Recently, in the state of Virginia, Governor Terry McAuliffe (D-VA) restored voting rights to more than 200,000 former felons in April of 2016 only to see that state’s supreme court, only three months later, in July of 2016, agree with Republican legislators who had filed a petition accusing the governor of exceeding his authority. As Horwitz and Portnoy state: “The Democratic governor’s decision particularly affects black residents of Virginia: 1 in 4 African Americans in the state has been permanently banned from voting because of laws restricting the rights of those with convictions” (Horwitz and Portnoy, April 22, 2016). Thus, what is the basis for the non-restoration of voting rights once a criminal has served her or his time? Is there any merit to this denial or is it simply another method of racial discrimination?

In Virginia, as with so many states, the U.S. criminal justice system operates largely on a racialized basis, not only to maintain the class divisions within the larger society, but, as well, to divide prison populations amongst themselves. Because a disproportionate number of African Americans and Latinos are incarcerated in the United States and denied voting rights once their prison sentences are served, this effectively disenfranchises much of the working class in America, thus allowing the controllers of capital to rule with few checks to their aggrandizement of power and wealth. As such, the stigmatization of felons by permanently rescinding their voting rights in a number of states, constitutes a key indicator of how class rule is maintained in the United States.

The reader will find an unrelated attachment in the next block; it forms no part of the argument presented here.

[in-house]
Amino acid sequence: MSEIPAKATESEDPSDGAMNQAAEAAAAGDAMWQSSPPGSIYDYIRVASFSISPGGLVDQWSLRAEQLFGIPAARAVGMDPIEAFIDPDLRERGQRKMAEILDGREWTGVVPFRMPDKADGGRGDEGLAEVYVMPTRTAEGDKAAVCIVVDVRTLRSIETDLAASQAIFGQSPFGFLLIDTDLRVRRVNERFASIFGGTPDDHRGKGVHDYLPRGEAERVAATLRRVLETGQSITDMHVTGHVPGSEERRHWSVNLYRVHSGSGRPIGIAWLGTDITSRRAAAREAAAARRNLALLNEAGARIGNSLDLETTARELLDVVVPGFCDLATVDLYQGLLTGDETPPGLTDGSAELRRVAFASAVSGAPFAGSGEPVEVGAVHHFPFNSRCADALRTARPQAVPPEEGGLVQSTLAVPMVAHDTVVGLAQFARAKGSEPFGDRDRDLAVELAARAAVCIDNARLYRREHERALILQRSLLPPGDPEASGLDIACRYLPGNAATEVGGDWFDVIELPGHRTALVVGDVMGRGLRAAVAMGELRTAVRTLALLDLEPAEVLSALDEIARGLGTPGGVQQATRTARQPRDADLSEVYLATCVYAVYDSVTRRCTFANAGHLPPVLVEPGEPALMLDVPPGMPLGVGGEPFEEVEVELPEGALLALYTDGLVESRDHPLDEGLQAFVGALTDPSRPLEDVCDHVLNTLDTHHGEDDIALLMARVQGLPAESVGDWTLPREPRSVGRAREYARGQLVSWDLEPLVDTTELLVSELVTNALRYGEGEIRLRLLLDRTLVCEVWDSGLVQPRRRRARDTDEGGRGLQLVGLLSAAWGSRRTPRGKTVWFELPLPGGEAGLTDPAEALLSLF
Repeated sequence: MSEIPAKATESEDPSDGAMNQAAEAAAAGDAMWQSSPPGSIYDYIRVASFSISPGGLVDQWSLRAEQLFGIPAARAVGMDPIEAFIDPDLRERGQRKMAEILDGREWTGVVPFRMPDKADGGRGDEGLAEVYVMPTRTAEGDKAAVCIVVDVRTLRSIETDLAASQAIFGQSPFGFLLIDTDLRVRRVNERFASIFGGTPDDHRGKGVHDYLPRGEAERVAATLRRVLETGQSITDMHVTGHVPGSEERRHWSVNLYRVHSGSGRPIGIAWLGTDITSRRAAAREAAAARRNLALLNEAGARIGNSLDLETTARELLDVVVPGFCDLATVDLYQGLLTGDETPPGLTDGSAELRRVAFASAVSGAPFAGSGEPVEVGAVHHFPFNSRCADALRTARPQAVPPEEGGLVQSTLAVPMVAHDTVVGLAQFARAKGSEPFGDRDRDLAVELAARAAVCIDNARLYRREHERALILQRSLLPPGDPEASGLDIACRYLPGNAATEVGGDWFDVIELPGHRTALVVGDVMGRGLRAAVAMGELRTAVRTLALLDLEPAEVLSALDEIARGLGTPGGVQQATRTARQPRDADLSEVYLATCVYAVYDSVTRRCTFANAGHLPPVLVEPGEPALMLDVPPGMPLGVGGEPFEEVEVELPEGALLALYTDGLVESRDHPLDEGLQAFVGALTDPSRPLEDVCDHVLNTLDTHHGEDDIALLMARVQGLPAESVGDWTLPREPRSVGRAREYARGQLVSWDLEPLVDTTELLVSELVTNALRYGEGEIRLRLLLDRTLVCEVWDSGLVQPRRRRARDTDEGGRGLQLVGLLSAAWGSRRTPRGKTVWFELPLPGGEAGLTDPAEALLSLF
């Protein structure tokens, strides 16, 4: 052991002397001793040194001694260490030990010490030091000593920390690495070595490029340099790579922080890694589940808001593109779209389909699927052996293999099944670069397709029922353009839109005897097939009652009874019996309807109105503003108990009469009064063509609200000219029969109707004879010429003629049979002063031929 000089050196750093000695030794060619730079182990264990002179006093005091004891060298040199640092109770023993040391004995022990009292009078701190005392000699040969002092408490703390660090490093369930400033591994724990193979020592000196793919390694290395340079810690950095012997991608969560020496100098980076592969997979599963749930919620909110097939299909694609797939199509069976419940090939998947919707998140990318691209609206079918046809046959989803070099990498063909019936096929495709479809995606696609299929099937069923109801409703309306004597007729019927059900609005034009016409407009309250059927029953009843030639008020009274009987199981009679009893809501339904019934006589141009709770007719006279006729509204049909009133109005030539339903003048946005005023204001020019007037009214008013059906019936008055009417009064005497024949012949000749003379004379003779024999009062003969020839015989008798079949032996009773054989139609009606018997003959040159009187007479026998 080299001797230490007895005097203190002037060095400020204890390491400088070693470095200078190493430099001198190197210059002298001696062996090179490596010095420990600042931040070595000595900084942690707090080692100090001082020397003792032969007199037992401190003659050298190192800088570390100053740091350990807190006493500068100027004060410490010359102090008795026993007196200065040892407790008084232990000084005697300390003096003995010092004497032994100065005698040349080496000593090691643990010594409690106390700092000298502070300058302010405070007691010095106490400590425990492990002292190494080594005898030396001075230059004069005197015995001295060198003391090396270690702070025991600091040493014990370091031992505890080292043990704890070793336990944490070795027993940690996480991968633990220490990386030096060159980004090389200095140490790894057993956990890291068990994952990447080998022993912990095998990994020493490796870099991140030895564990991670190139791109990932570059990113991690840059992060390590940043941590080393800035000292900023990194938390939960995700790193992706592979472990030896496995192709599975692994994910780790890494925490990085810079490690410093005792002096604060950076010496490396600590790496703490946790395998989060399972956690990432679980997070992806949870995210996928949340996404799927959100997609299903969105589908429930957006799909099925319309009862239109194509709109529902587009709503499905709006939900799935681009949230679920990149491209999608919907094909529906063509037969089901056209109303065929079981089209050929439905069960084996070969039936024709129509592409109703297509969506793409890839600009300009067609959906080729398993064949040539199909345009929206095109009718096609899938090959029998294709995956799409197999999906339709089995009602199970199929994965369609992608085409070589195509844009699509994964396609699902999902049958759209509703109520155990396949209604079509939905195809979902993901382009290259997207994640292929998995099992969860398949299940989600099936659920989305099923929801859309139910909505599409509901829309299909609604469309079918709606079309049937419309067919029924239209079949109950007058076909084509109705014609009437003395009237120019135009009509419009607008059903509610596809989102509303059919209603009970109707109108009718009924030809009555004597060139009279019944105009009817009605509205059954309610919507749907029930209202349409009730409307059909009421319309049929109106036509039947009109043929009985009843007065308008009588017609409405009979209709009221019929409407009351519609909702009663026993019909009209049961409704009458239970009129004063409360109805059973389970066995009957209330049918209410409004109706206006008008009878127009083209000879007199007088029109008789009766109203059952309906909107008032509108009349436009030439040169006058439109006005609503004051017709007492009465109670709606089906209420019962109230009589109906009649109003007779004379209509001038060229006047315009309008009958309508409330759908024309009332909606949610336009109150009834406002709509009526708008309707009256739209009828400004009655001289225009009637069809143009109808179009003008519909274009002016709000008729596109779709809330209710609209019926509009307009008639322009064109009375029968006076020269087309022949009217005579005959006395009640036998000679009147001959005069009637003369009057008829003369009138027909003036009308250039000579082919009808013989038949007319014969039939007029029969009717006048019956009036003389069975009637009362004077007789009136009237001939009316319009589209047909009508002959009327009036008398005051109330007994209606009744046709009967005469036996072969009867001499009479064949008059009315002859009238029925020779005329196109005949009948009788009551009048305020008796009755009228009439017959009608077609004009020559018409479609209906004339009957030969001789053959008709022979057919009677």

[1] The five Federal Correctional Institutions in the State of West Virginia include prisons in Beckley, Gilmer, Hazelton, McDowell, and Morgantown. It is interesting to note that compared to West Virginia’s five federal correctional facilities, California has a total of six and New York has only two.

[2] These private FCIs are run by either Corrections Corporation of America, Management and Training Corporation, or the GEO Group, Inc.—the latter which maintains facilities in North America, Australian, South Africa, and the United Kingdom.

[3] West Virginia hosts one federal prison camp at Alderson, WV.